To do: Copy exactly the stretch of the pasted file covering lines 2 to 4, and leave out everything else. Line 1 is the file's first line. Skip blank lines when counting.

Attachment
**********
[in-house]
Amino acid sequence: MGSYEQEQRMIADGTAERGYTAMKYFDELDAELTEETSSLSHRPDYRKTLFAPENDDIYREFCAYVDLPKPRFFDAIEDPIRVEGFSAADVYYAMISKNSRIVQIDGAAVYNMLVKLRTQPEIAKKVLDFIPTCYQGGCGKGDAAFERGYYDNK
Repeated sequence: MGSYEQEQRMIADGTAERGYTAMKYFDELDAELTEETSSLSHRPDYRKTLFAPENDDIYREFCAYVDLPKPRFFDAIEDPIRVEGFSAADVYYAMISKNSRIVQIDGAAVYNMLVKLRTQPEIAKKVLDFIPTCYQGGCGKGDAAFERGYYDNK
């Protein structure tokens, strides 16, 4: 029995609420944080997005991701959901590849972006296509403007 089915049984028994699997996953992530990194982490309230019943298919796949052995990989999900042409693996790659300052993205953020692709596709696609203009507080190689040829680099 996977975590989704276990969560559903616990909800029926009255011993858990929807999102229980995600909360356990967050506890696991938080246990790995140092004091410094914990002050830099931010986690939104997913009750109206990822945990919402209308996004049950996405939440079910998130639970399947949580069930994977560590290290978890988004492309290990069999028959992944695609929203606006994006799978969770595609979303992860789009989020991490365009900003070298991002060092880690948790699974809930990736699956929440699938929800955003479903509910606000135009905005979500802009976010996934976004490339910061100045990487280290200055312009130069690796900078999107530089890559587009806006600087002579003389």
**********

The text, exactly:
Amino acid sequence: MGSYEQEQRMIADGTAERGYTAMKYFDELDAELTEETSSLSHRPDYRKTLFAPENDDIYREFCAYVDLPKPRFFDAIEDPIRVEGFSAADVYYAMISKNSRIVQIDGAAVYNMLVKLRTQPEIAKKVLDFIPTCYQGGCGKGDAAFERGYYDNK
Repeated sequence: MGSYEQEQRMIADGTAERGYTAMKYFDELDAELTEETSSLSHRPDYRKTLFAPENDDIYREFCAYVDLPKPRFFDAIEDPIRVEGFSAADVYYAMISKNSRIVQIDGAAVYNMLVKLRTQPEIAKKVLDFIPTCYQGGCGKGDAAFERGYYDNK
């Protein structure tokens, strides 16, 4: 029995609420944080997005991701959901590849972006296509403007 089915049984028994699997996953992530990194982490309230019943298919796949052995990989999900042409693996790659300052993205953020692709596709696609203009507080190689040829680099 996977975590989704276990969560559903616990909800029926009255011993858990929807999102229980995600909360356990967050506890696991938080246990790995140092004091410094914990002050830099931010986690939104997913009750109206990822945990919402209308996004049950996405939440079910998130639970399947949580069930994977560590290290978890988004492309290990069999028959992944695609929203606006994006799978969770595609979303992860789009989020991490365009900003070298991002060092880690948790699974809930990736699956929440699938929800955003479903509910606000135009905005979500802009976010996934976004490339910061100045990487280290200055312009130069690796900078999107530089890559587009806006600087002579003389």